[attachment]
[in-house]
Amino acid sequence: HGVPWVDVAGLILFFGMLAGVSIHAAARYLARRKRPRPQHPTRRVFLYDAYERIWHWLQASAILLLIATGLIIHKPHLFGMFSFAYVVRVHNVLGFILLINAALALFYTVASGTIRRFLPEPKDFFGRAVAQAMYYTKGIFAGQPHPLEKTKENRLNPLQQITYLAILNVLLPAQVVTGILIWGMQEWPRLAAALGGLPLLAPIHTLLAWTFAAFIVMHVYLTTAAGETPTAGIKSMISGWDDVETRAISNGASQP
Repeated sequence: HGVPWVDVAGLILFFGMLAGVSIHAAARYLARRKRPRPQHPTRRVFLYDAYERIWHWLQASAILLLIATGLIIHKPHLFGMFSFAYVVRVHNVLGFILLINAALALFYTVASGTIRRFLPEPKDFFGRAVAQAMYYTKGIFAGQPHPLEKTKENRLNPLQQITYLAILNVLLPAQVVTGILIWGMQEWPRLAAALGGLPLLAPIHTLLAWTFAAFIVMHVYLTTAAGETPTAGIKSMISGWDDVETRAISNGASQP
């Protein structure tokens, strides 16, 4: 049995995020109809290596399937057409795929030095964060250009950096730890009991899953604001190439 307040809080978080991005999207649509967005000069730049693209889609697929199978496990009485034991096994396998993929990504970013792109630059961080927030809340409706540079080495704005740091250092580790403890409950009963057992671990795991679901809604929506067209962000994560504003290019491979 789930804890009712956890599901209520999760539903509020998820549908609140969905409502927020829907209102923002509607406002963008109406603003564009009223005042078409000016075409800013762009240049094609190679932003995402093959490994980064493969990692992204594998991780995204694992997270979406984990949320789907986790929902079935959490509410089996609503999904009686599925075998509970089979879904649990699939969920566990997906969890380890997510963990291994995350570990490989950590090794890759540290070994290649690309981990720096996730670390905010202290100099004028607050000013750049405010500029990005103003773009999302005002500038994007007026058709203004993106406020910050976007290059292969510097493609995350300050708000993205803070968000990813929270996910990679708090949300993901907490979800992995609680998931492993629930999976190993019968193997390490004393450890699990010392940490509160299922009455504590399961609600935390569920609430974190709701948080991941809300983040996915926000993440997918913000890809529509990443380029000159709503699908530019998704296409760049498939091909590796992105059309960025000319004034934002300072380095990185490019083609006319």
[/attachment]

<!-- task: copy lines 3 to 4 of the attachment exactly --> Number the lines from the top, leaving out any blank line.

Repeated sequence: HGVPWVDVAGLILFFGMLAGVSIHAAARYLARRKRPRPQHPTRRVFLYDAYERIWHWLQASAILLLIATGLIIHKPHLFGMFSFAYVVRVHNVLGFILLINAALALFYTVASGTIRRFLPEPKDFFGRAVAQAMYYTKGIFAGQPHPLEKTKENRLNPLQQITYLAILNVLLPAQVVTGILIWGMQEWPRLAAALGGLPLLAPIHTLLAWTFAAFIVMHVYLTTAAGETPTAGIKSMISGWDDVETRAISNGASQP
């Protein structure tokens, strides 16, 4: 049995995020109809290596399937057409795929030095964060250009950096730890009991899953604001190439 307040809080978080991005999207649509967005000069730049693209889609697929199978496990009485034991096994396998993929990504970013792109630059961080927030809340409706540079080495704005740091250092580790403890409950009963057992671990795991679901809604929506067209962000994560504003290019491979 789930804890009712956890599901209520999760539903509020998820549908609140969905409502927020829907209102923002509607406002963008109406603003564009009223005042078409000016075409800013762009240049094609190679932003995402093959490994980064493969990692992204594998991780995204694992997270979406984990949320789907986790929902079935959490509410089996609503999904009686599925075998509970089979879904649990699939969920566990997906969890380890997510963990291994995350570990490989950590090794890759540290070994290649690309981990720096996730670390905010202290100099004028607050000013750049405010500029990005103003773009999302005002500038994007007026058709203004993106406020910050976007290059292969510097493609995350300050708000993205803070968000990813929270996910990679708090949300993901907490979800992995609680998931492993629930999976190993019968193997390490004393450890699990010392940490509160299922009455504590399961609600935390569920609430974190709701948080991941809300983040996915926000993440997918913000890809529509990443380029000159709503699908530019998704296409760049498939091909590796992105059309960025000319004034934002300072380095990185490019083609006319």